[POSIX] The rand() function is not supported for multithreaded applications. Instead, its reentrant equivalent, rand_r(), should be used with multiple threads. The BSD version of the rand() function returns a number in the range 0 to (2^31)-1, rather than 0 to (2^15)-1, and can be used by compiling the code with the Berkeley Compatibility Library (libbsd.a). There are better random number generators, as noted above; however, the rand() and srand() functions are the interfaces defined for the ANSI C library. The following functions define the semantics of the rand() and srand() functions, and are included here to facilitate porting applications from different implementations: static unsigned int next = 1; int myrand(void) { next = next * 1103515245 + 12345; return ( (next >>16) & RAND_MAX); } void mysrand (unsigned int seed) { next = seed }RETURN VALUES

The rand() function returns the next pseudorandom number in the sequence. [POSIX] The rand_r function returns the next random number in the sequence. [Tru64 UNIX] Upon successful completion, the obsolete version of the rand_r() function returns a value of 0 (zero). Otherwise,is returned and errno is set to indicate the error. The srand() function returns no value.-1ERRORS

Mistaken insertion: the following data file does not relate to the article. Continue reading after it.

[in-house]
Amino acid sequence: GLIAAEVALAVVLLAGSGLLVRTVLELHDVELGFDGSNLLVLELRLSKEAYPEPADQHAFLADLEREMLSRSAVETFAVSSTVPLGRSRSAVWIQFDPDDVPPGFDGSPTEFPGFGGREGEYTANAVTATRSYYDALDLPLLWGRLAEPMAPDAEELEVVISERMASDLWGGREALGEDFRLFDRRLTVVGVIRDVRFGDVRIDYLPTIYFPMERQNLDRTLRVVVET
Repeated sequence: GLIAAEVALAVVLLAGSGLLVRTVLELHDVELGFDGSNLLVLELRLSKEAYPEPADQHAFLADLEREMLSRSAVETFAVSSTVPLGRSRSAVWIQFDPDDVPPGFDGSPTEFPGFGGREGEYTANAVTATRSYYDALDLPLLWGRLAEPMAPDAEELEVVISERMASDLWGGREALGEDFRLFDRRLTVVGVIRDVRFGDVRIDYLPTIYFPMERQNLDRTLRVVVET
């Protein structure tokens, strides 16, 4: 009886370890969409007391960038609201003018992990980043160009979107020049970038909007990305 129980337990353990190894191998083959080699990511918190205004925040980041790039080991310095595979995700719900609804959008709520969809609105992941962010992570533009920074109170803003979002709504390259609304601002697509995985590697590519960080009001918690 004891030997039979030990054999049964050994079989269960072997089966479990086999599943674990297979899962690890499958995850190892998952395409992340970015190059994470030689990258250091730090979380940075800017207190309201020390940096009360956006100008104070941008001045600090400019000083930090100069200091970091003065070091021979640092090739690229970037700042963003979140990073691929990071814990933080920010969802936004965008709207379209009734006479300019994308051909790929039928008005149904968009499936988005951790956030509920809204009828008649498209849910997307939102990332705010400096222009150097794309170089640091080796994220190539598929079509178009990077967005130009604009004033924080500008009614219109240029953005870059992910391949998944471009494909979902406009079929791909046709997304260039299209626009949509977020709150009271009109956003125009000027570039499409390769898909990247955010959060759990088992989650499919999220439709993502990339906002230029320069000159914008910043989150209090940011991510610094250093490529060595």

[Tru64 UNIX] If the rand_r() function fails, errno may be set to the following value: Either seedptr or randval is a null pointer. delim offRELATED INFORMATION

Functions: drand48(3), random(3) Standards: standards(5) delim off rand(3)

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RAND(3) Linux Programmer's Manual RAND(3)NAME

rand, rand_r, srand - pseudo-random number generatorSYNOPSIS

#include <stdlib.h> int rand(void); int rand_r(unsigned int *seedp); void srand(unsigned int seed); Feature Test Macro Requirements for glibc (see feature_test_macros(7)): rand_r(): _POSIX_C_SOURCE >= 1 || _XOPEN_SOURCE || _POSIX_SOURCEDESCRIPTION